Dennis Harris v. Butler County, Ohio

Filing 920090827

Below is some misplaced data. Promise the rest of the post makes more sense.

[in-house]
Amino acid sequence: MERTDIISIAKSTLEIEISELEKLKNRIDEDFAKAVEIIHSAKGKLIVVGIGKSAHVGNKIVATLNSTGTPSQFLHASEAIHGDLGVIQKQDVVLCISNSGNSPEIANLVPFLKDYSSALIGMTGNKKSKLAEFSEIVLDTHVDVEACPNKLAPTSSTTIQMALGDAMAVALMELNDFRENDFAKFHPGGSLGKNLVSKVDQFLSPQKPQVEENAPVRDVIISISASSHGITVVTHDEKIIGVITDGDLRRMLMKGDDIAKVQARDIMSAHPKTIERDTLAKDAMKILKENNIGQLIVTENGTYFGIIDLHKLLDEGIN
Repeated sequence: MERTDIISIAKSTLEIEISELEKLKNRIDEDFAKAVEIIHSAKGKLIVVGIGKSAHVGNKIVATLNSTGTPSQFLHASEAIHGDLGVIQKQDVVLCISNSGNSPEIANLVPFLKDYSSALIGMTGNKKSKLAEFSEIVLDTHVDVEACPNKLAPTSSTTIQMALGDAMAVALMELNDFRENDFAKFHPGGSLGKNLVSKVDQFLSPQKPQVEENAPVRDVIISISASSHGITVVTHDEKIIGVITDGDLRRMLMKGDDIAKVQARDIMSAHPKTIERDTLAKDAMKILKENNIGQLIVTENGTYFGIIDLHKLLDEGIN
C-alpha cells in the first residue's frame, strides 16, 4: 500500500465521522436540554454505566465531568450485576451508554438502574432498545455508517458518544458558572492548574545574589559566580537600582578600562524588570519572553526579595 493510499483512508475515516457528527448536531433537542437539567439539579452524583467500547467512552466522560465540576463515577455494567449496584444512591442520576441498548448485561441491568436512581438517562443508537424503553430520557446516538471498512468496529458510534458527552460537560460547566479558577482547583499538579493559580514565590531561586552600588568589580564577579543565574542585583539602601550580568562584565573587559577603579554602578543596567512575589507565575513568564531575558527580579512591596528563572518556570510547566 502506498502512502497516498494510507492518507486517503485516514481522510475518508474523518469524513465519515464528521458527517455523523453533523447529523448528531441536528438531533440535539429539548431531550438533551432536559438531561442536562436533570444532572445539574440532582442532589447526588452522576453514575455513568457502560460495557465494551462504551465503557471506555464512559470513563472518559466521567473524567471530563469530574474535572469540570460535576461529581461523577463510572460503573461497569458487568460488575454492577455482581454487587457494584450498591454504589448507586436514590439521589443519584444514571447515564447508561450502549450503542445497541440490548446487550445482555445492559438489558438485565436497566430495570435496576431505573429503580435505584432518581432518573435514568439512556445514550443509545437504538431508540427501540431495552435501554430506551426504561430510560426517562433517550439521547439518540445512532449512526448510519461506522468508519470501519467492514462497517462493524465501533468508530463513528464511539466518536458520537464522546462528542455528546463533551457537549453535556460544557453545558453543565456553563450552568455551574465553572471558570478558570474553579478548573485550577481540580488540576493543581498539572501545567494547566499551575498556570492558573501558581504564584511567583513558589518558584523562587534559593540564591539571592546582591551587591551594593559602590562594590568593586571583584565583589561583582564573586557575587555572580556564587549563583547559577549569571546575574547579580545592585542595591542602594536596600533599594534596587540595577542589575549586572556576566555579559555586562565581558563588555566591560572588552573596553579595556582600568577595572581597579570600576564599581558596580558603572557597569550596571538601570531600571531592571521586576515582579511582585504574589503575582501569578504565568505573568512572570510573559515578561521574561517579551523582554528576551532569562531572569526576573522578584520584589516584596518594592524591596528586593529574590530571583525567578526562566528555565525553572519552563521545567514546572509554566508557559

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NOT RECOMMENDED FOR FULL-TEXT PUBLICATION File Name: 09a0616n.06 No. 08-4318 UNITED STATES COURT OF APPEALS FOR THE SIXTH CIRCUIT FILED Aug 27, 2009 LEONARD GREEN, Clerk DENNIS HARRIS, Plaintiff-Appellant, v. BUTLER COUNTY, OHIO, BY AND THROUGH ITS SHERIFF'S DEPARTMENT; RICHARD K. JONES, SHERIFF, and JOHN DOE 1, 2, and 3, Defendants-Appellees. ) ) ) ) ) ON APPEAL FROM THE UNITED ) STATES DISTRICT COURT FOR THE ) SOUTHERN DISTRICT OF OHIO ) ) ) ) ) ) ) ) ) ) ) Before: SILER, GIBBONS, and GRIFFIN, Circuit Judges. JULIA SMITH GIBBONS, Circuit Judge. Plaintiff-appellant Dennis Harris appeals the district court's grant of summary judgment on Harris's claim of wrongful termination in violation of the First and Fourteenth Amendments and 42 U.S.C. 1983. Because the district court did not err in granting summary judgment, we affirm. I. Harris was hired as a deputy sheriff by Butler County in 1999. Aside from a brief four-month departure during which Harris held a job outside of the sheriff's department, Harris worked in the 1 corrections division of the sheriff's department until his separation in January 2006. Defendant Richard Jones was elected Butler County Sheriff in November 2004 and began his new position in January 2005. Harris received his regular commission from Jones after being re-sworn in but did not receive a "special commission" that would allow him to carry a gun and to work additional shifts for outside companies. Harris claims that he attempted to arrange a meeting with Jones to discuss the special commission but was unable to schedule it. Harris subsequently happened upon Jones in a hallway and asked why he had not received his special commission. Harris claims that Jones responded that it was "because you was [sic] out campaigning for Patton."1 Harris Dep. at 87. Patton was one of Jones's opponents for the office of sheriff. Harris states that he denied campaigning for Patton and that Jones responded that "I heard you was [sic] at a fundraiser . . . and you was [sic] really shoveling it on me and talking bad [about me]." Harris Dep. at 87-88. Harris asserts that Jones continued to complain that Harris had never campaigned for him and stated that Harris "should pick [his] friends wiser." Harris Dep. at 105-106. Harris responded that he did not campaign for anyone but admitted that he had attended a hog roast fundraiser for former Sheriff Don Gabbard that was held at Harris's church. Several days later, Jones told Harris that he had decided to give him the special commission after his wife had encouraged him to do so. The district court clarified the import of this conversation in its order dated September 3, 2008: Plaintiff Harris and former Sheriff Gabbard's family belong to the same church. Also involved is another Butler County Deputy Sheriff, Roger Brooks. Brooks is the sonAlthough the parties dispute the content of the conversation, we credit Harris's version of the facts because we are reviewing the district court's grant of summary judgment. See Matsushita Elec. Indus. Co. v. Zenith Radio Corp., 475 U.S. 574, 587 (1986). 2 1 in-law of former Sheriff Gabbard and is also Plaintiff Harris' good friend. Apparently there is a long standing hostile relationship between former Sheriff Gabbard and Sheriff Jones and their families, which Plaintiff Harris believes contributed to Sheriff Jones' animosity toward him. Harris v. Butler County, No. 1:07CV069, 2008 U.S. Dist. LEXIS 86385, at *4 (S.D. Ohio Sept. 3, 2008). Jones asserts that Harris was not terminated for political reasons but for his admitted violation of the Butler County Sheriff's Office associations policy, which prohibits employees from establishing personal relationships with former inmates for at least twelve months after an inmate has been released from detention. While admitting that he contacted a former inmate, Harris claims that he wanted to encourage repeat offenders to improve their lives and stay out of prison in the future. He obtained contact information from jail records for a former inmate, Tabitha Holland, and contacted her several times. First, he called Ms. Holland's home contact number and was told by her mother that Holland was not there. Another time, Harris called Holland and spoke with her directly. He identified himself as "Dave Harris," rather than "Dennis Harris," and asked to see her. Holland refused to meet with Harris because she did not know who he was. Harris subsequently called Holland again and arranged to drive by her home, stopping the car to speak with her for about five minutes. Harris met with Holland one other time, at which point she entered Harris's car and they had a conversation. Harris claims that Holland gave him a brief kiss before exiting the car, but Holland complained that Harris groped her while she was in his car. Holland subsequently reported these contacts to the sheriff's office, and Harris was brought in to discuss the allegations with Captain Katie McMahon. Harris admitted to contacting Holland and the brief kiss but denied any other physical contact with Holland. Captain McMahon informed 3 Harris that his contacts with Holland violated the department's associations policy, and he was told that he could either resign to avoid publicity or that he would be terminated. Harris was given until the next morning to make his decision. After speaking with his wife and his union steward, Harris resigned that afternoon rather than waiting until the following morning. Harris filed suit, alleging violations of his First and Fourteenth Amendment speech and association rights as well as procedural and substantive due process violations.2 He made additional state law claims including violations of his rights to free speech and assembly, retaliatory discharge, defamation, and tortious interference with an employment relationship. The defendants moved for summary judgment on all of Harris's claims, which the district court granted in an order dated September 3, 2008. The district court found that Harris presented no evidence to support his claim of a substantive due process violation and that he could not establish a procedural due process violation because his resignation was voluntary and informed. Harris, 2008 U.S. Dist. LEXIS 86385, at *1721. The district court also granted summary judgment on Harris's state constitutional claims, finding that there is no private right of action to remedy violations of the Ohio Constitution. Id. at *21-22. Next, the district court found that Harris could not establish a violation of Ohio public policy because he was not an at-will employee and could not maintain either a defamation or tortious interference We note that Harris's complaint was based upon Sheriff Jones's direct actions rather than a theory of respondeat superior. Section 1983 does not permit municipal liability based upon a theory of respondeat superior. See Miller v. Calhoun County, 408 F.3d 803, 813 (6th Cir. 2005). "Municipal liability may attach for policies promulgated by the official vested with final policymaking authority for the municipality." Id. (citing Pembaur v. Cincinnati, 475 U.S. 469, 48283 (1986)). In this case, Sheriff Jones's personnel management decisions constituted the policy of Butler County, Ohio. 4 2 with employment claim because he presented no evidence that the defendants were contacted by any potential employers or made any false claims relating to Harris. Id. at *22-27. Finally, the district court addressed Harris's claim that he was terminated in retaliation for failing to support Sheriff Jones, in violation of his federal constitutional rights of free speech and political association. It found that Harris was unable to establish a prima facie case of retaliation for political speech because Jones's actions were based upon his dislike of Harris's friendships rather than his political leanings. Id. at *29. In addition, even if Harris could establish a prima facie retaliation case, he could not survive the burden-shifting analysis because of his admitted violations of the associations policy via his contacts with Holland. Id. at *31. Harris timely appealed. II. We review a district court's grant of summary judgment de novo. Mazur v. Young, 507 F.3d 1013, 1016 (6th Cir. 2007). Summary judgment is warranted if "there is no genuine issue as to any material fact and . . . the movant is entitled to a judgment as a matter of law." Fed. R. Civ. P. 56(c). "The district court must draw all reasonable inferences in favor of the nonmoving party." Skowronek v. Am. S.S. Co., 505 F.3d 482, 484 (6th Cir. 2007) (citation omitted). A plaintiff must establish three elements for a claim of employment-based retaliation: first, that the employee "engaged in protected conduct"; second, that "an adverse action was taken against the [employee] that would deter a person of ordinary firmness from continuing to engage in the conduct"; and third, that "the adverse action was motivated at least in part by the [employee's] protected conduct." Thaddeus-X v. Blatter, 175 F.3d 378, 394 (6th Cir. 1999) (en banc) (Moore, J.).3 Some cases cite a test with four prongs, adding in a second element that the defendant knew about the plaintiff's protected conduct. See Thaddeus-X, 175 F.3d at 387 n.3. "This element is 5 3 If the plaintiff succeeds in establishing these three elements, then the defendant must show that he would have made the same decision in the absence of the protected conduct to be entitled to prevail on summary judgment. See id. at 399. The right of political association is well established as falling within the core of activities protected by the First Amendment. See Sowards v. Loudon County, 203 F.3d 426, 432 (6th Cir. 2000). "Support of a political candidate falls within the scope of the right of political association." Id. (citing Elrod v. Burns, 427 U.S. 347, 356-57 (1976)). Although Harris stated in his deposition that he did not campaign for any of the candidates for sheriff, he had previously attended a political fundraiser for former Sheriff Gabbard, the sheriff before Jones. Harris also claims that Jones believed that Harris had campaigned for a political rival, Patton. In addition, Harris did not campaign for Sheriff Jones and claims that he was berated by Jones for failing to campaign for him. Therefore, Harris has established the first element of protected conduct for his retaliation claim. See Sowards, 203 F.3d at 432. The second element of the retaliation claim is that the employee suffered a materially adverse action. "The term `adverse action' is drawn from employment case law; examples in that context include discharge, demotions, refusal to hire, nonrenewal of contracts, and failure to promote." Thaddeus-X, 175 F.3d at 396 (citations omitted). "The Sixth Circuit has consistently held that de minimis employment actions are not materially adverse and, thus, not actionable." Bowman v. Shawnee State Univ., 220 F.3d 456, 462 (6th Cir. 2000) (citations omitted). Harris argues that he suffered two adverse employment actions: his failure to receive his special commission in a timely captured by the third prong above: the defendant must have known about the protected activity in order for it to have motivated the adverse action." Id. 6 manner and his effective termination. Harris faced a two to three month delay in receiving his special commission, which could be sufficient to constitute a materially adverse employment action if it caused Harris to suffer a "material loss of benefits." See Jordan v. City of Cleveland, 464 F.3d 584, 596 (6th Cir. 2006) (finding that a "denial of money" qualified as a materially adverse action in a Title VII retaliation case).4 However, Harris acknowledged in his deposition that the special commission does not entitle a deputy to additional pay; rather, it allows deputies to perform special "blacktopping details" directing traffic for outside companies. In Bowman, a ten-day loss of a position which was merely a title and did not include additional duties or extra pay was not held to be a materially adverse employment action in a Title VII case. 220 F.3d at 462. In Smith v. County of Hamilton, a loss of opportunity for compensatory time was not held to constitute an adverse employment action. 34 F. App'x 450, 456 (6th Cir. 2002). Given the temporary nature of the delay in receiving the special commission and a lack of direct effect on Harris's level of pay, we find that the temporary delay in receiving his special commission did not constitute a material adverse employment action. See Freeman v. Potter, 200 F. App'x 439, 442 (6th Cir. 2006) (finding that a material adverse employment action generally "inflicts direct economic harm") (emphasis added). Harris next argues that he meets the second prong of his retaliation claim through his effective termination. Although Harris submitted a letter of resignation, he did so under the threat of immediate termination if he chose not to resign. Generally, employee resignations are presumed Although retaliation claims arise in a variety of constitutional and statutory contexts, "the essential framework remains the same" despite the variations that can arise in different bodies of statutory law. See Thaddeus-X, 175 F.3d at 386-87. 7 4 to be voluntary. See Rhoads v. Bd. of Educ., 103 F. App'x 888, 895 (6th Cir. 2004) (citing Leheny v. City of Pittsburgh, 183 F.3d 220, 227 (3d Cir. 1999)). We have found, however, that an employee's resignation may constitute a constructive discharge when the employee reasonably believed his termination to be imminent. See Ford v. Gen. Motors Corp., 305 F.3d 545, 554 (6th Cir. 2002). Although it is debatable whether Harris has met his burden of demonstrating constructive discharge, we need not decide whether Harris has satisfied the second prong of his claim of employment-based retaliation because the third element is dispositive. See, e.g., Mullins v. U.S. Bank, 296 F. App'x 521, 526 (6th Cir. 2008) (assuming plaintiff showed an adverse employment action when she was unable to satisfy later elements of the claim); Holley v. Giles County, 165 F. App'x 447, 451-52 (6th Cir. 2006) (assuming without deciding that plaintiff's resignation constituted a constructive termination and therefore an adverse action). Harris is unable to meet the third prong of demonstrating that the adverse employment action was motivated at least in part by his protected conduct. This element requires a causal connection between the employee's protected conduct and the adverse action taken against him. See ThaddeusX, 175 F.3d at 394. Harris cannot show that his political affiliation was a substantial or motivating factor for the resignation because he has not demonstrated a link between his resignation and his lack of political support for Sheriff Jones. See Kreuzer v. Brown, 128 F.3d 359, 363 (6th Cir. 1997) (requiring that it be a motivating factor). Indeed, Harris admitted violating the associations policy and knew that a violation of the associations policy would result in termination. Harris's belief that he was terminated for political reasons is insufficient to demonstrate the causal connection required to establish a claim of retaliation. See Coffey v. Chattanooga-Hamilton County Hosp. Auth., No. 98- 8 6230, 1999 U.S. App. LEXIS 25187, at *13 (6th Cir. Oct. 6, 1999) (unpublished) (finding that "rumors, conclusory allegations and subjective beliefs" are insufficient to defeat a motion for summary judgment) (citing Mitchell v. Toledo Hosp., 964 F.2d 577, 585 (6th Cir. 1992)). Finally, even if Harris could establish a prima facie case of retaliation, he would be unable to survive the burden shifting portion of the analysis. "If the plaintiff meets [his] burden, the burden then shifts to the defendants to prove by a preponderance of the evidence that the employment decision would have been the same absent the protected conduct." Sowards, 203 F.3d at 431 (citation omitted). Butler County has presented evidence that Harris's admitted violation of the associations policy led to his resignation and that Harris therefore would have been asked to resign or be terminated even if he had not engaged in any protected conduct. Harris also stated that he knew he could be terminated for his contacts with Holland. Butler County's interest in preventing exploitative relationships between its employees and former inmates constitutes a legitimate reason supporting Harris's termination. Harris has not come forward with evidence permitting the trier of fact to conclude that Butler County would not have terminated him absent protected conduct on Harris's part. See Garvey v. Montgomery, 128 F. App'x 453, 463 (6th Cir. 2005) (holding that evidence of misconduct or a "deficient work performance record" precluded the plaintiff from establishing a genuine issue of material fact such that a reasonable juror could find for the plaintiff); Driggers v. City of Owensboro, 110 F. App'x 499, 511 (6th Cir. 2004) (finding that a legitimate internal investigation of a police officer's conduct could not suffice to demonstrate retaliation at the prima facie stage or as evidence of pretext). III. 9 For the first time on appeal, Harris raises a claim that he was terminated because of his close friendships with members of the Gabbard family, who were disliked by Sheriff Jones. As a threshold matter, Harris has waived this claim by failing to raise it below. "Issues that are not squarely presented to the trial court are considered waived and may not be raised on appeal." O'Bryan v. Holy See, 556 F.3d 361, 375 (6th Cir.), petition for cert. filed, 77 U.S.L.W. 3645 (U.S. May 7, 2009) (No. 08-1384) (quoting Thurman v. Yellow Freight Sys., 90 F.3d 1160, 1172 (6th Cir. 1996)). Even if Harris had not waived the claim, his right of intimate association claim is properly characterized as duplicative of his retaliation claim rather than as a separate claim. See Henley v. Tullahoma City Sch. Sys., 84 F. App'x 534, 543 (6th Cir. 2003) (finding that in order to maintain a separate freedom of association claim, a plaintiff must show that the adverse action would have been constitutionally impermissible even if the defendants did not have a retaliatory motive). In Henley, the plaintiffs were prevented from playing on their school's basketball team and alleged that it was in retaliation for their parents' complaints. The panel found that excluding the plaintiffs from the basketball team was not constitutionally impermissible absent a retaliatory motive because it did not "unduly intrude[] on their familial relations or friendships." Id. The defendants' actions in that case did not interfere with the plaintiffs' intimate associations but were instead collateral effects of the defendants' alleged retaliation. Id; see also Sowards, 203 F.3d at 433 n.2 ("[I]t is clear that . . . the right of intimate association is protected only where the plaintiff alleges an undue interference with a protected intimate relationship."). Likewise, Harris's termination would not be constitutionally impermissible if made with a pure motive. A termination of employment cannot be characterized as an action that is likely to constitute an "undue intrusion" into the intimate associations of the 10 terminated employee. See Adkins v. Bd. of Educ., 982 F.2d 952, 956 (6th Cir. 1993) (quoting Roberts v. United States Jaycees, 468 U.S. 609, 618 (1984)). Therefore, we find that Harris is unable to establish a separate freedom of association claim and to avoid summary judgment on that basis. See Henley, 84 F. App'x at 543-44; Ward v. Athens City Bd. of Educ., No. 97-5967, 1999 U.S. App. LEXIS 22766, at *15-20 (6th Cir. Aug. 11, 1999) (finding that plaintiffs could not establish a First Amendment freedom of association claim where the claim was not based on interference by the school board in their family relations). IV. For the foregoing reasons, we affirm the district court's grant of summary judgment to the defendants. 11